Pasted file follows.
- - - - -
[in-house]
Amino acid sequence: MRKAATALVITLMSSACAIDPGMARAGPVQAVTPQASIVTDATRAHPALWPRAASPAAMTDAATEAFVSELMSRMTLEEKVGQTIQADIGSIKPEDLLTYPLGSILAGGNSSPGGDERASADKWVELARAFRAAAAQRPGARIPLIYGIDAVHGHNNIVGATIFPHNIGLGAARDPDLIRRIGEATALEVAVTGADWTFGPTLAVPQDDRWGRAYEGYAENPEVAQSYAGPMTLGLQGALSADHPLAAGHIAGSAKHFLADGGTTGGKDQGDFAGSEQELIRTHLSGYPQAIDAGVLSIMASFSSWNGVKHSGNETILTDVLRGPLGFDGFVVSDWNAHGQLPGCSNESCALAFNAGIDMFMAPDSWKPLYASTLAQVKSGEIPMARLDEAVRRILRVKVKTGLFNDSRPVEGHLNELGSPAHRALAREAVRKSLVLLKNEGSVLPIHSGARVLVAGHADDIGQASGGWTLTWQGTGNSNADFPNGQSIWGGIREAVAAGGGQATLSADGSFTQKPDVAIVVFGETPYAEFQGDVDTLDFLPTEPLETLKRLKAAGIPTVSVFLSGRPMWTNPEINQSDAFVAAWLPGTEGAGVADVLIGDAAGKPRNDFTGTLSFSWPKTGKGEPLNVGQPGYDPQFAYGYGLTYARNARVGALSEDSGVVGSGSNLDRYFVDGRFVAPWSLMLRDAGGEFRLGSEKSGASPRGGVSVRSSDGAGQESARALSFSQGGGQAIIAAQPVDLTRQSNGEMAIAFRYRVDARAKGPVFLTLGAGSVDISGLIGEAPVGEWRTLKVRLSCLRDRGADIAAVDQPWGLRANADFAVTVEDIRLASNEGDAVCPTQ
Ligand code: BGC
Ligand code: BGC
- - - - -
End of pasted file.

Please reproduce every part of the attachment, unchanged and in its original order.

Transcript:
[in-house]
Amino acid sequence: MRKAATALVITLMSSACAIDPGMARAGPVQAVTPQASIVTDATRAHPALWPRAASPAAMTDAATEAFVSELMSRMTLEEKVGQTIQADIGSIKPEDLLTYPLGSILAGGNSSPGGDERASADKWVELARAFRAAAAQRPGARIPLIYGIDAVHGHNNIVGATIFPHNIGLGAARDPDLIRRIGEATALEVAVTGADWTFGPTLAVPQDDRWGRAYEGYAENPEVAQSYAGPMTLGLQGALSADHPLAAGHIAGSAKHFLADGGTTGGKDQGDFAGSEQELIRTHLSGYPQAIDAGVLSIMASFSSWNGVKHSGNETILTDVLRGPLGFDGFVVSDWNAHGQLPGCSNESCALAFNAGIDMFMAPDSWKPLYASTLAQVKSGEIPMARLDEAVRRILRVKVKTGLFNDSRPVEGHLNELGSPAHRALAREAVRKSLVLLKNEGSVLPIHSGARVLVAGHADDIGQASGGWTLTWQGTGNSNADFPNGQSIWGGIREAVAAGGGQATLSADGSFTQKPDVAIVVFGETPYAEFQGDVDTLDFLPTEPLETLKRLKAAGIPTVSVFLSGRPMWTNPEINQSDAFVAAWLPGTEGAGVADVLIGDAAGKPRNDFTGTLSFSWPKTGKGEPLNVGQPGYDPQFAYGYGLTYARNARVGALSEDSGVVGSGSNLDRYFVDGRFVAPWSLMLRDAGGEFRLGSEKSGASPRGGVSVRSSDGAGQESARALSFSQGGGQAIIAAQPVDLTRQSNGEMAIAFRYRVDARAKGPVFLTLGAGSVDISGLIGEAPVGEWRTLKVRLSCLRDRGADIAAVDQPWGLRANADFAVTVEDIRLASNEGDAVCPTQ
Ligand code: BGC
Ligand code: BGC